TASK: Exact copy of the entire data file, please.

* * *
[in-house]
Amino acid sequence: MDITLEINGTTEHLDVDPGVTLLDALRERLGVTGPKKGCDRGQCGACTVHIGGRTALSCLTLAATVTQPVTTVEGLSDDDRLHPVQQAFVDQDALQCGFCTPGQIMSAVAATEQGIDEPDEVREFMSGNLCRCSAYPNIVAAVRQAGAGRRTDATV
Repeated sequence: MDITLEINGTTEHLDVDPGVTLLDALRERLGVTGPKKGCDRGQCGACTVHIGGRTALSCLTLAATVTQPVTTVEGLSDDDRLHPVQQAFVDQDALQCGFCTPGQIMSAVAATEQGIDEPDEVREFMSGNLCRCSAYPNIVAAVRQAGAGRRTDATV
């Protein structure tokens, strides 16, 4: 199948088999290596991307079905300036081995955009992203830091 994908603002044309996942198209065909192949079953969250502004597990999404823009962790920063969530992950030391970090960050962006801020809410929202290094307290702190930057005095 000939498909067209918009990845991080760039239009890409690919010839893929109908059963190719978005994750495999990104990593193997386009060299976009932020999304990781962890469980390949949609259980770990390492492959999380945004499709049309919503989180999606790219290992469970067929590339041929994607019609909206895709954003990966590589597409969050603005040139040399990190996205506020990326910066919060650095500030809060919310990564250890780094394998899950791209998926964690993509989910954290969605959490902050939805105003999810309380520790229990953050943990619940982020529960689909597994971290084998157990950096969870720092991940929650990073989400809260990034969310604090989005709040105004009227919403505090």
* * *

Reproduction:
[in-house]
Amino acid sequence: MDITLEINGTTEHLDVDPGVTLLDALRERLGVTGPKKGCDRGQCGACTVHIGGRTALSCLTLAATVTQPVTTVEGLSDDDRLHPVQQAFVDQDALQCGFCTPGQIMSAVAATEQGIDEPDEVREFMSGNLCRCSAYPNIVAAVRQAGAGRRTDATV
Repeated sequence: MDITLEINGTTEHLDVDPGVTLLDALRERLGVTGPKKGCDRGQCGACTVHIGGRTALSCLTLAATVTQPVTTVEGLSDDDRLHPVQQAFVDQDALQCGFCTPGQIMSAVAATEQGIDEPDEVREFMSGNLCRCSAYPNIVAAVRQAGAGRRTDATV
């Protein structure tokens, strides 16, 4: 199948088999290596991307079905300036081995955009992203830091 994908603002044309996942198209065909192949079953969250502004597990999404823009962790920063969530992950030391970090960050962006801020809410929202290094307290702190930057005095 000939498909067209918009990845991080760039239009890409690919010839893929109908059963190719978005994750495999990104990593193997386009060299976009932020999304990781962890469980390949949609259980770990390492492959999380945004499709049309919503989180999606790219290992469970067929590339041929994607019609909206895709954003990966590589597409969050603005040139040399990190996205506020990326910066919060650095500030809060919310990564250890780094394998899950791209998926964690993509989910954290969605959490902050939805105003999810309380520790229990953050943990619940982020529960689909597994971290084998157990950096969870720092991940929650990073989400809260990034969310604090989005709040105004009227919403505090």